It’s also interesting to note that many companies are considered ‘successful’ for years before they become successful. They offer customers a product they truly need, and meanwhile earn enough to maintain their operations and pay their employees. Becoming profitable is of course the goal, but many companies I consider to be successes haven’t hit that mark yet.

When you were starting out, was there ever a time you doubted it would work? If so, how did you handle that?

I believe that anyone who says they don’t experience at least some self-doubt is lying. We all have moments where we wonder, is what I’m doing actually worthwhile? And even beyond that, if we know it’s worthwhile, we wonder whether it will be successful. Because there are plenty of worthwhile ideas that have failed due to poor execution, or simply because they arrived at the wrong time in the market.

Whenever I do experience self-doubt, I remember all of the times when I trusted my own instincts and experience to guide me, and how often that trust has led to great success. I also remember that fear of failure is the ultimate block on potential. If we’re too afraid to try, we’ll never achieve anything truly great. 

I’ve also always subscribed to the idea that it’s okay to feel doubt, because it causes you to truly show yourself that you believe in what you’re doing. It’s sort of like scar tissue—once you heal yourself of that doubt, your belief in what you’re pursuing is stronger than ever.

How did you get your first customer?

I wish I could remember. I’ve worked in so many fields and positions across so many industries that it’s hard to say. I guess you could say that I was my own first customer, as I had to buy into my own ideas before I could ever convince someone else to do the same. That may not be the answer you were looking for, but I’m afraid it’s the best I can give. I was my own first customer, and I think we’d all find that to be the case when we’re first starting out. If we don’t buy into what we’re doing and what we’re working on, we can’t expect anyone else to buy into it themselves.

Gaining customers is like any business task—it takes work. You might know how amazing or essential your product is, but you need to build trust with the market before it will take off. You have to prove that you have not only a great product, but a great support structure surrounding it to make sure your customers will be taken care of no matter what.

What is one marketing strategy that you’re using that works really well to generate new business?

I may be slightly old school, or maybe I’m buying into the new school, but I genuinely believe that word of mouth is one of the most powerful marketing tools there is. Now that no longer strictly means literal word-of-mouth, because there are now so many platforms online and otherwise for people to share opinions about the things they love.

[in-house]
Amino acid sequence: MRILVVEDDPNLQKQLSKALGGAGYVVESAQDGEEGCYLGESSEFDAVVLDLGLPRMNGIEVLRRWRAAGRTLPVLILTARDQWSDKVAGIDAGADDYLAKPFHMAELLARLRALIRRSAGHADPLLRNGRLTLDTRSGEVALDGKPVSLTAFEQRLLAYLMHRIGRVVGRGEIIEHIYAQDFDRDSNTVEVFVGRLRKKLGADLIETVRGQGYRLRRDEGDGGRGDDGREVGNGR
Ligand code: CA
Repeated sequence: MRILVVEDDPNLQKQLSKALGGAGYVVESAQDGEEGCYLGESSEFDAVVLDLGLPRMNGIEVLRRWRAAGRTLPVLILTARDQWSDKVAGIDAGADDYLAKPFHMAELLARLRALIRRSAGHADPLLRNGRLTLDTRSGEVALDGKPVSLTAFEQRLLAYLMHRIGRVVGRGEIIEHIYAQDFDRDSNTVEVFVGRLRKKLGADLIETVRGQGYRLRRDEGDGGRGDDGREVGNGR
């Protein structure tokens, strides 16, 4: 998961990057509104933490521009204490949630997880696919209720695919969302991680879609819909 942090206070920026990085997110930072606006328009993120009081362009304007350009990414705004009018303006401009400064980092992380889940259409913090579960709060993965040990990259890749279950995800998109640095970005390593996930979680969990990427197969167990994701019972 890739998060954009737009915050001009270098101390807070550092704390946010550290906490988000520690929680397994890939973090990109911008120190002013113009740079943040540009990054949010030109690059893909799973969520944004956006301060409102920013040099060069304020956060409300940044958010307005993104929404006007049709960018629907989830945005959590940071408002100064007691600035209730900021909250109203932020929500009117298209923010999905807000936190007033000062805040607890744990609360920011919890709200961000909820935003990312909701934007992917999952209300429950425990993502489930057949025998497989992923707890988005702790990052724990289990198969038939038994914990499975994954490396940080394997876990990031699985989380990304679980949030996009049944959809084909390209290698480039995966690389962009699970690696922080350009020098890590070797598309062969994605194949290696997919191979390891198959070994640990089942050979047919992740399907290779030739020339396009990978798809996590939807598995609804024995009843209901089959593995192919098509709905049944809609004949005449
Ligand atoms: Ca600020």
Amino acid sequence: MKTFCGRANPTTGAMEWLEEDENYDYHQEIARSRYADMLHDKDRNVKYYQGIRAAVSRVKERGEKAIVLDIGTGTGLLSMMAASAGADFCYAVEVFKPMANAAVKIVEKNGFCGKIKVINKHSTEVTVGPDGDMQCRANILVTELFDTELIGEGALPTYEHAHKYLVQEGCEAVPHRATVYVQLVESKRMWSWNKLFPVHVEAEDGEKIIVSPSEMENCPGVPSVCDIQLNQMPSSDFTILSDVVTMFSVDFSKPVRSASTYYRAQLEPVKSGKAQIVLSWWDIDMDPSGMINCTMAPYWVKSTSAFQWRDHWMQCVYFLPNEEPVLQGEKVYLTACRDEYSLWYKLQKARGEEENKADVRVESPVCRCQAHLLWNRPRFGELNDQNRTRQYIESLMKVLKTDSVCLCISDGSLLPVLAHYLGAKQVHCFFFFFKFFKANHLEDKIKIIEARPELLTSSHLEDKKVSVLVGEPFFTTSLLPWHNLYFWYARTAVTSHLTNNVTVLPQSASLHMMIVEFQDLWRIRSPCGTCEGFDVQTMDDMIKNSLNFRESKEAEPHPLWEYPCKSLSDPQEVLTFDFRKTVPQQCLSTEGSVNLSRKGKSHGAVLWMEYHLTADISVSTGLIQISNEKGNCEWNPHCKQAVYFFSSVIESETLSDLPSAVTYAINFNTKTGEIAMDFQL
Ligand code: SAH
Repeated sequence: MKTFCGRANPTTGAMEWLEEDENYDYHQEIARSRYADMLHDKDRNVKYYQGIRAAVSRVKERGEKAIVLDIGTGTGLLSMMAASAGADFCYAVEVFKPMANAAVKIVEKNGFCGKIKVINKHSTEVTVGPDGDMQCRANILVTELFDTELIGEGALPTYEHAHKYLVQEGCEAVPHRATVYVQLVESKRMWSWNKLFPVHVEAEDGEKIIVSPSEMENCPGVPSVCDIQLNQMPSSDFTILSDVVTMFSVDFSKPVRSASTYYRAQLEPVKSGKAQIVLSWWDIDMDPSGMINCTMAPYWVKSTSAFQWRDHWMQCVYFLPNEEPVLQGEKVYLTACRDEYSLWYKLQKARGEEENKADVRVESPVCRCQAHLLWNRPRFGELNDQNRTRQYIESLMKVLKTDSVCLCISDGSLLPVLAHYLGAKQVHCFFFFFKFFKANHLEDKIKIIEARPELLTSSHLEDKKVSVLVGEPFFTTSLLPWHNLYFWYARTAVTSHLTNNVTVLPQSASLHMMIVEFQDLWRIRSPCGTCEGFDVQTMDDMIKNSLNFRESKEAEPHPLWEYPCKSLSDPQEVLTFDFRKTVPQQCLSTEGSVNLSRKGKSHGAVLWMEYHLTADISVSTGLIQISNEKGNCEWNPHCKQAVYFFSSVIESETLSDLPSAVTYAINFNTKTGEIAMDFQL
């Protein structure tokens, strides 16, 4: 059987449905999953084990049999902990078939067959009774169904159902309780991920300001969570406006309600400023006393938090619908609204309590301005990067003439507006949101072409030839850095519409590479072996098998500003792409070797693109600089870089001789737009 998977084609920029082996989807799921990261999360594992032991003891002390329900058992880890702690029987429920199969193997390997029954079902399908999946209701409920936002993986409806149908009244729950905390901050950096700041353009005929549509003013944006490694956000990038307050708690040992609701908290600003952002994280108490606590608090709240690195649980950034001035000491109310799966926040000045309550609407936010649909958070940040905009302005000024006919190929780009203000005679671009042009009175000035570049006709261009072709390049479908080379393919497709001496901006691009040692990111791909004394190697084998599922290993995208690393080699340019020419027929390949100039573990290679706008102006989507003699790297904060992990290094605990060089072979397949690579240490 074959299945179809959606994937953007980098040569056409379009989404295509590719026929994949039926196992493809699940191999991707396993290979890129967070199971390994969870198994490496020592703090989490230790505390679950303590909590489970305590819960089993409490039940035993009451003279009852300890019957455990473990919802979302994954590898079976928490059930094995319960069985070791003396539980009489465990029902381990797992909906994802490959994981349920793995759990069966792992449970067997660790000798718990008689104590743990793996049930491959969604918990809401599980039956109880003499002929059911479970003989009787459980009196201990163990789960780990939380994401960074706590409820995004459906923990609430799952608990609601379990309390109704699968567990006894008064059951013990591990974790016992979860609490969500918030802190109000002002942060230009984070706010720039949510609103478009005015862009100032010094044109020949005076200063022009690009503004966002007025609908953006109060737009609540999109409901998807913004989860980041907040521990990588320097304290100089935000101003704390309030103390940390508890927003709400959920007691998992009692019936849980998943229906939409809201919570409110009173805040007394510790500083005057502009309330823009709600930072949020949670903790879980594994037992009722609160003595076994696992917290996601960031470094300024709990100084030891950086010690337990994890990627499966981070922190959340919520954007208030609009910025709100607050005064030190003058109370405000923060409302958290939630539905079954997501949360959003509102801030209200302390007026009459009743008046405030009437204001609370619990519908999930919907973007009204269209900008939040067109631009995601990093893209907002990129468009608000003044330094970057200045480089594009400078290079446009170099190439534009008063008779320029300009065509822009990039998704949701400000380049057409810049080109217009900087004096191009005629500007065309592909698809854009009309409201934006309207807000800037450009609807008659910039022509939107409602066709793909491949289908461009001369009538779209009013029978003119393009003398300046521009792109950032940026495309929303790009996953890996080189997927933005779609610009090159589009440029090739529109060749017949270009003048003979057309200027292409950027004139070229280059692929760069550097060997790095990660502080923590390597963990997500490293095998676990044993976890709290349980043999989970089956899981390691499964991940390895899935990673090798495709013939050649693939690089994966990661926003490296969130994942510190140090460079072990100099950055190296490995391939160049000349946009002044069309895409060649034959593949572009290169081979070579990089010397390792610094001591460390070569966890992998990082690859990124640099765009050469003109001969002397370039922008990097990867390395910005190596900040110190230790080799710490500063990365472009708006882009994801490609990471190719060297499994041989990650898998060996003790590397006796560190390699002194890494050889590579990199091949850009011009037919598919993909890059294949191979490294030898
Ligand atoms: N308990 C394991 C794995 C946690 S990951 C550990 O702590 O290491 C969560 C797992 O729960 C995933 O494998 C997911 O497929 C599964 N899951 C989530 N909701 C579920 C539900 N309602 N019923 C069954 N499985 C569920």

With Zilch, we’ve seen a powerful impact from people simply sharing the app with friends and loved ones because they genuinely love it and want others to enjoy it, too. If you can make something great and get it into a few people’s hands, they’ll reward you by acting as free marketing on your behalf. People instinctively want to share the things they love with the people they love.

It’s also important to realize that none of this happens overnight. Even the seemingly ‘overnight’ sensation businesses that seem to pack on users in a matter of days—they’ve set themselves up carefully to be in that position to take off. We only see what happens once the media starts covering them, but there’s so much more that goes on before that point.

What is the toughest decision you’ve had to make in the last few months?

The hardest choice is always the choice between two good options. I recently had to choose between dedicating my time to one idea I thought was truly great and another that I thought was equally great but couldn’t be executed exactly how I wanted it to be. That’s always a difficult decision, when the path ahead isn’t clear and the answer to what’s better can’t be pinpointed easily.

It’s also always a tough decision when you have to decide to move on from a venture that you believed in that but isn’t panning out. Many executives throw good money after bad and fail to recognize that they’d be better off just cutting their losses and moving on to something new.

What do you think it is that makes you successful?

I can’t say exactly the combination of factors that make a person successful or unsuccessful. I believe that for every person that gets there by following a specific approach, someone else gets there by doing the exact opposite. It depends largely on the industry, goals, and business itself.